Metaphorical Writing for the Day–July 27, 2013 A Scene from Lady Murasaki’s Tale of Genji

Photo: A scene from Lady Murasaki's Tale of the Genji

A scene from Lady Murasaki’s Tale of the Genji……Tale of Genji by Lady Murasaki is world renowned historical fiction, and its renowned is amplified by the fact that it is written by a woman in a time (Heian Period Japan) when novels were not being written.  It is considered by some to be the first novel.  There seems to be a dispute about if one person wrote it or not.  It was so full of characters, rumors and court gossip that I found it hard to read. I read one too many love poems or notes written on a fan, and I could not take anymore. So I asked a friend (who studied International Relations and was an English student of mine) about it while I was living in Japan. She said these words, “Poor translation.” I found out from her that the point of the book is hate kills, but I never got any of that. Now remember how many times the bible has been translated or how language changes or how metaphors can change meaning over time or depending on who hears it. In Japan, there is an expression, “A beautiful woman has eight faces.” What did you think when you read that? In Japan, in actuality, it has a very derogatory meaning. In Chinese, there is an expression, “May you live in interesting times.” It is actually a curse, so do we really know what the stories coming from hundreds and hundreds of years ago meant? I wonder, because it has meaning for today, and it has meaning for breaking this Tower of Babel we are all in.  As you think about this, consider that this novel written centuries ago is still being argued about as to whether it was written by one person or not.  How much more the meaning of words written hundreds of years ago? ©Roseroberta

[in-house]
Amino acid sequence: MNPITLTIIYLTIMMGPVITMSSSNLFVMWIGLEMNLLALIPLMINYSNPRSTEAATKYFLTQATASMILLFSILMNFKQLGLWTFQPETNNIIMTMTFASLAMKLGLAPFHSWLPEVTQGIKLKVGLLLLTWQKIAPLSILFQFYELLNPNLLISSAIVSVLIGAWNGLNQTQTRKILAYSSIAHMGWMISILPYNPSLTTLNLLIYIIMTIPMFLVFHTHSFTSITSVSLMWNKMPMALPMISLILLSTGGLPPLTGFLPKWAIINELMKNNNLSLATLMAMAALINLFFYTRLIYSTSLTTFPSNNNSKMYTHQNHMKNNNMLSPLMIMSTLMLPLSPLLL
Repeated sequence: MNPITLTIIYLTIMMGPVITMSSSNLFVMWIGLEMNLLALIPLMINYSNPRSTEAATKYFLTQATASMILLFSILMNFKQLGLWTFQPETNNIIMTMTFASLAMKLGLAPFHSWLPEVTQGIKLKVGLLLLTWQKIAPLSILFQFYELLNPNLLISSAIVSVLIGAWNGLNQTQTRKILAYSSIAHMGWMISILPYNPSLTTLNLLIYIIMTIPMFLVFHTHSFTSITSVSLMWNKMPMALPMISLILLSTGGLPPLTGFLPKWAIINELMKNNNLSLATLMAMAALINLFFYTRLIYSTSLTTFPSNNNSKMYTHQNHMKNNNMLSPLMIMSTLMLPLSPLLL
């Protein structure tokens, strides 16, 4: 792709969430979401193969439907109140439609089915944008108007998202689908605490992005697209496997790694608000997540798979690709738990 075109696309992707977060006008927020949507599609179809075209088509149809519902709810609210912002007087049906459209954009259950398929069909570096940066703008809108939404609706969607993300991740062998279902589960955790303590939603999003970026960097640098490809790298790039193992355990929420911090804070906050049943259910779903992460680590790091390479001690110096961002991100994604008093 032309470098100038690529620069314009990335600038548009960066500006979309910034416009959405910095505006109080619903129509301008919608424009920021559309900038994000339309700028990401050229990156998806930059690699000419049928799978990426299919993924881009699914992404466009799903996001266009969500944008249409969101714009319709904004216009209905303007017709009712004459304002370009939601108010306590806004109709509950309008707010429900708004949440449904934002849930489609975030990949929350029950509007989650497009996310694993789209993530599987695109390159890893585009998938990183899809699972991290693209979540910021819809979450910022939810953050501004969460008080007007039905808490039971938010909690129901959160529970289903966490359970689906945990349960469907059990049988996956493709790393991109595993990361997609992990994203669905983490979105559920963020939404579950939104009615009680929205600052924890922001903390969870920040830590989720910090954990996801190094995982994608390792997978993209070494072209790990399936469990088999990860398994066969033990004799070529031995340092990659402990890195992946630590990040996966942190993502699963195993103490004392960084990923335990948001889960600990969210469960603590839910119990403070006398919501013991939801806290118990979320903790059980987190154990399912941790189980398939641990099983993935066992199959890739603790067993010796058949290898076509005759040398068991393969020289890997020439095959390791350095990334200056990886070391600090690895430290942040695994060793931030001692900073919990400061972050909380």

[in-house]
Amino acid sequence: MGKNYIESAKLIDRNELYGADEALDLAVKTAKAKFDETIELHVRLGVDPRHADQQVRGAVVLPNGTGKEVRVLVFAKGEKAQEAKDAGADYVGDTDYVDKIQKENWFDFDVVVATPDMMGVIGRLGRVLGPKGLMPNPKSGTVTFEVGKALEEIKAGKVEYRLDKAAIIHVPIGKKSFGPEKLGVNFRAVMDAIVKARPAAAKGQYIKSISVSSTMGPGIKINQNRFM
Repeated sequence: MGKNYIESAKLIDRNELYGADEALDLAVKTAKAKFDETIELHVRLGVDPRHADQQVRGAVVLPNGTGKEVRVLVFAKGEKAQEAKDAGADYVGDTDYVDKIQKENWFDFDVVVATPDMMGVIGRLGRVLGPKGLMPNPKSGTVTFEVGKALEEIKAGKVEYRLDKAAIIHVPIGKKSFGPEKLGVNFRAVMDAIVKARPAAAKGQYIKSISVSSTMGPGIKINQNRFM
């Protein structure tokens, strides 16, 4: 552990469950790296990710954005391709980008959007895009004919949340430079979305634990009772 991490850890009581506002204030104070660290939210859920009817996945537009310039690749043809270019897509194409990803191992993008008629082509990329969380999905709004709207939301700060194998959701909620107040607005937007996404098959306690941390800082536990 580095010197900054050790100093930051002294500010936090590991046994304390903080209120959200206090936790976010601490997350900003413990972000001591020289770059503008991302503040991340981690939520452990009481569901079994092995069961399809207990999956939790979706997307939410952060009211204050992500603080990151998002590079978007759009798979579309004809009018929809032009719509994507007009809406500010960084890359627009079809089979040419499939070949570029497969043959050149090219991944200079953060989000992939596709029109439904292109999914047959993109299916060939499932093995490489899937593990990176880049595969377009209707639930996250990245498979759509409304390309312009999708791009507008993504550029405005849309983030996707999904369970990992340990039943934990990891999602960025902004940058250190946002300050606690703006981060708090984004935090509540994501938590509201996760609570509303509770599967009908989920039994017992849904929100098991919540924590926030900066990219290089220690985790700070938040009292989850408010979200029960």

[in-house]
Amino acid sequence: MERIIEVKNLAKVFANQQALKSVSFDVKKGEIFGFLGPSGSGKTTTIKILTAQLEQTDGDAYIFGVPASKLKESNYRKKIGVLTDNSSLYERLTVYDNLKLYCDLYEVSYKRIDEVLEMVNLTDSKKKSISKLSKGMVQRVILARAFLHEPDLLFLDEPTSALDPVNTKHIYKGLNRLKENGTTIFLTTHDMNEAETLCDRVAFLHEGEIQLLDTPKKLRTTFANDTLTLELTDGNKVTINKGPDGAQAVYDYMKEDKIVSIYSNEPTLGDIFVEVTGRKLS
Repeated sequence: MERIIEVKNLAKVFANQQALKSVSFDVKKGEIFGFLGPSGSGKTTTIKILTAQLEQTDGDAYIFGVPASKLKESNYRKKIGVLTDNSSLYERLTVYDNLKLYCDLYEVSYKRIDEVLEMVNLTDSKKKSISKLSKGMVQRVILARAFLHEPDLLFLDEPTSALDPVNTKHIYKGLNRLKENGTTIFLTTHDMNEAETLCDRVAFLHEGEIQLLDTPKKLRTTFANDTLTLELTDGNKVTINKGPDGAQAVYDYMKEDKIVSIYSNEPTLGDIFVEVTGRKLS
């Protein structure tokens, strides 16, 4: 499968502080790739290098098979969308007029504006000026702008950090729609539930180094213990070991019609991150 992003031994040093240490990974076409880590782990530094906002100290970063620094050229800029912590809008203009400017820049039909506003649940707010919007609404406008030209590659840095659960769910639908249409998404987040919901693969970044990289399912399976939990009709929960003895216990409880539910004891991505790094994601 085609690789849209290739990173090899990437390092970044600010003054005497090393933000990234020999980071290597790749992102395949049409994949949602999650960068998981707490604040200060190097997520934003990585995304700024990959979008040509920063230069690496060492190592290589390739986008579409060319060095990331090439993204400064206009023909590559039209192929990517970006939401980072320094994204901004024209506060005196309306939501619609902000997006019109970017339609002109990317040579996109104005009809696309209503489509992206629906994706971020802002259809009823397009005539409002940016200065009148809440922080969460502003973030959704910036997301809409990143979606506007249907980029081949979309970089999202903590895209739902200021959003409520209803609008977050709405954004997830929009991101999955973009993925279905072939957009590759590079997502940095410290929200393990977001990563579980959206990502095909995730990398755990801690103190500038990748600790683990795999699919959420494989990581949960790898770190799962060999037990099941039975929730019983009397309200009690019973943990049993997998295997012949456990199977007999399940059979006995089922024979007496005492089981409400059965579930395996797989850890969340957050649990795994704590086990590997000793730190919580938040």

3 thoughts on “Metaphorical Writing for the Day–July 27, 2013 A Scene from Lady Murasaki’s Tale of Genji

  1. What a beautiful blog you have here, Bobbi, both words and visuals. It was a surprise to find Tale of the Genji featured and that you have a passion for metaphorical writing, which we share. I first read Tale…as an Asian philosophy major and loved it. The idea of reading a novel written so long ago was powerful then, and I thank you for bringing it back into my life in a fresh way. Looking forward to reading more.


I'm interested in hearing people's ideas about metaphors and to post other people's metaphors as well as my own!

Please log in using one of these methods to post your comment: Logo

You are commenting using your account. Log Out / Change )

Twitter picture

You are commenting using your Twitter account. Log Out / Change )

Facebook photo

You are commenting using your Facebook account. Log Out / Change )

Google+ photo

You are commenting using your Google+ account. Log Out / Change )

Connecting to %s